If you’re a ocean-going soul and you’re not already aware of an organization called The Surfrider Foundation, it’s about time you got an introduction. 

In its own words, Surfrider is dedicated to the protection and enjoyment of the world's ocean, waves and beaches through a powerful activist network.

Under the banner of this mission, Surfrider is focused on five key initiatives: to ensure public beach access, promote clean water, fight against plastic pollution, protect the ocean and preserve the coastlines around the US. It’s a tall order, but as the saying goes: it’s not the size of the dog in the fight, it’s the size of the fight in the dog. 

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To learn more about the critical and complex work Surfrider does on our behalf, we dropped a line to John Weber, Surfrider’s Mid Atlantic Regional Manager. 

Weber grew up in Bergen County, New Jersey. His grandmother had a beach house on Long Beach Island, were he caught the surf bug during long school summers. After some time away from the ocean at college in Virginia, he found his way back to the Jersey Shore where he’s lived ever since. We asked how John became involved with Surfrider.

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“A few years out of college, in the early 90s, I went to this classic longboarding event with a friend. Surfrider had a table there and they invited us to attend a chapter meeting later on. After we surfed my friend wasn’t interested in going to the meeting, but I decided to go along and learned more about what Surfrider does. I was interested in helping out, and started going to the chapter meetings regularly. They gave me things to do like tabling at surf contests and concerts.”

Weber took up a day job organizing professionally for NJ Citizen Action - a not-for-profit that fights for social, racial and economic justice. He continued volunteering for Surfrider, taking on more responsibility as time went on.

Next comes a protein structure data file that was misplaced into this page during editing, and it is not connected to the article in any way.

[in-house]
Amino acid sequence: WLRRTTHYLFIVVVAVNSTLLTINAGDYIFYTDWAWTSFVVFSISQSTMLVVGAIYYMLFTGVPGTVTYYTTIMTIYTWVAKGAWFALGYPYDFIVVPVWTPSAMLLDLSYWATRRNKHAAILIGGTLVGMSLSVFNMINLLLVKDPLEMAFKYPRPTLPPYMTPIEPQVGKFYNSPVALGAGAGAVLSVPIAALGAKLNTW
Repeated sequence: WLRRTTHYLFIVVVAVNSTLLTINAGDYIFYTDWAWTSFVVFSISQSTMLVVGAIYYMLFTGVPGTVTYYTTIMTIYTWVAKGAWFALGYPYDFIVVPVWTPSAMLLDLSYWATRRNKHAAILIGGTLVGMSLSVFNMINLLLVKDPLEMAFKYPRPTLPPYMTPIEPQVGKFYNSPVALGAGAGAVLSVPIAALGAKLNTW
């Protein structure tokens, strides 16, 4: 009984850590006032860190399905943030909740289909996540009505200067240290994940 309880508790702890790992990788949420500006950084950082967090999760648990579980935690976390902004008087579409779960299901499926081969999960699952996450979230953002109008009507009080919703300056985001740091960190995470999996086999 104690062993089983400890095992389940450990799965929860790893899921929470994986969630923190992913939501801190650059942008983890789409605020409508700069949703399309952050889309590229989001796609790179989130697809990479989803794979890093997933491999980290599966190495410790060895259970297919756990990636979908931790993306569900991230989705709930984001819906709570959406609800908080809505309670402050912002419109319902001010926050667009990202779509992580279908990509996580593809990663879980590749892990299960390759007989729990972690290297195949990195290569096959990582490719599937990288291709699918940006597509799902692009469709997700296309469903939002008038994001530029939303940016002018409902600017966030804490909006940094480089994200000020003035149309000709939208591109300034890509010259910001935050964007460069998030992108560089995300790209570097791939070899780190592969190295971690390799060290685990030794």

In 2005, Surfrider brought on a new CEO and restructured to operate regionally. The organization began searching for full-time regional managers to help organize the dozens of chapters in every corner of the US. Weber’s professional background in not-for-profit organizing meant he was perfectly poised to take on the role. He became the first Surfrider employee on the East coast, and has now worked there for 13 years. 

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Somewhat uniquely, Surfrider measures its impact by the number of victories it wins when pitching itself against politicians and businesses whose actions could harm the ocean or the coast. Though the organization is largely comprised of volunteers, this simple indicator of success helps Surfrider to stay focused in its efforts and to learn lessons from each campaign that can be applied to the next - even when the next campaign may involve new volunteers or take place in a different part of the country. These guys really understand how to win a political fight.  

We asked Weber about the actual process involved in legislative battles. “My role has a practical function, in that a lot of hearings and meetings take place in the middle of the day. Volunteers are generally at work during the day, so I go to the meetings, cover them and provide input. I answer a shit-ton of emails and have a lot of conference calls! My goal is to try to organize support for a specific position or idea so it’s all in one place. This way our voice is more powerful and impactful. I’m not running around trying to convert people who don’t believe in a particular point of view. You’d be exasperated trying to convert them! It’s a matter of getting people who already agree to do something.”
 

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Surfrider’s power to effect change and protect coastlines and oceans depends on its activist network. “We’re not doing this through high-priced lobbyists in D.C,” Weber explained. “At a local level politicians care about whether people are going to vote for them. We train volunteers so that when they do stand up in front of a town council, they’ve got the science and the speaking skills to make the case in their communities for protecting the coast and the beaches. We invest a lot in that training - that’s how we rack up the victories. We do it without spending lots of money. We can make a big difference with three people turning up at town hall meetings and speaking a few times.”

We asked Weber about where the work of Surfrider intersects with climate change, especially in an era of unprecedented environmental threat and climate change denial